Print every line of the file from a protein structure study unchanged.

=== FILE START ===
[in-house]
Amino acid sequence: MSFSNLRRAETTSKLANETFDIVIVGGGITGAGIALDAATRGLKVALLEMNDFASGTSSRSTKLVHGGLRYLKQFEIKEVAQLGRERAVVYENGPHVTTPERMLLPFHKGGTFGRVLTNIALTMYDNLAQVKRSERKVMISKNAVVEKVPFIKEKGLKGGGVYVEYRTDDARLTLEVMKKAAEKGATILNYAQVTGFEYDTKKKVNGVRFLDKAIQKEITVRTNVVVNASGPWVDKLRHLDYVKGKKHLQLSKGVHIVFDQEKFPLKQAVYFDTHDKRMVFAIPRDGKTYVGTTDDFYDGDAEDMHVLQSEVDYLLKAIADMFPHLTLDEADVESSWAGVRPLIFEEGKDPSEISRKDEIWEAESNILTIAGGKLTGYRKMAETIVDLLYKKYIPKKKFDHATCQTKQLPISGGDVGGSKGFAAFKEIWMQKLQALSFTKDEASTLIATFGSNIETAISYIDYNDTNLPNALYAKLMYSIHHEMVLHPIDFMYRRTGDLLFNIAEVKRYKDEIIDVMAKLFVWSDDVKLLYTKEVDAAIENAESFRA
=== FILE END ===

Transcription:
[in-house]
Amino acid sequence: MSFSNLRRAETTSKLANETFDIVIVGGGITGAGIALDAATRGLKVALLEMNDFASGTSSRSTKLVHGGLRYLKQFEIKEVAQLGRERAVVYENGPHVTTPERMLLPFHKGGTFGRVLTNIALTMYDNLAQVKRSERKVMISKNAVVEKVPFIKEKGLKGGGVYVEYRTDDARLTLEVMKKAAEKGATILNYAQVTGFEYDTKKKVNGVRFLDKAIQKEITVRTNVVVNASGPWVDKLRHLDYVKGKKHLQLSKGVHIVFDQEKFPLKQAVYFDTHDKRMVFAIPRDGKTYVGTTDDFYDGDAEDMHVLQSEVDYLLKAIADMFPHLTLDEADVESSWAGVRPLIFEEGKDPSEISRKDEIWEAESNILTIAGGKLTGYRKMAETIVDLLYKKYIPKKKFDHATCQTKQLPISGGDVGGSKGFAAFKEIWMQKLQALSFTKDEASTLIATFGSNIETAISYIDYNDTNLPNALYAKLMYSIHHEMVLHPIDFMYRRTGDLLFNIAEVKRYKDEIIDVMAKLFVWSDDVKLLYTKEVDAAIENAESFRA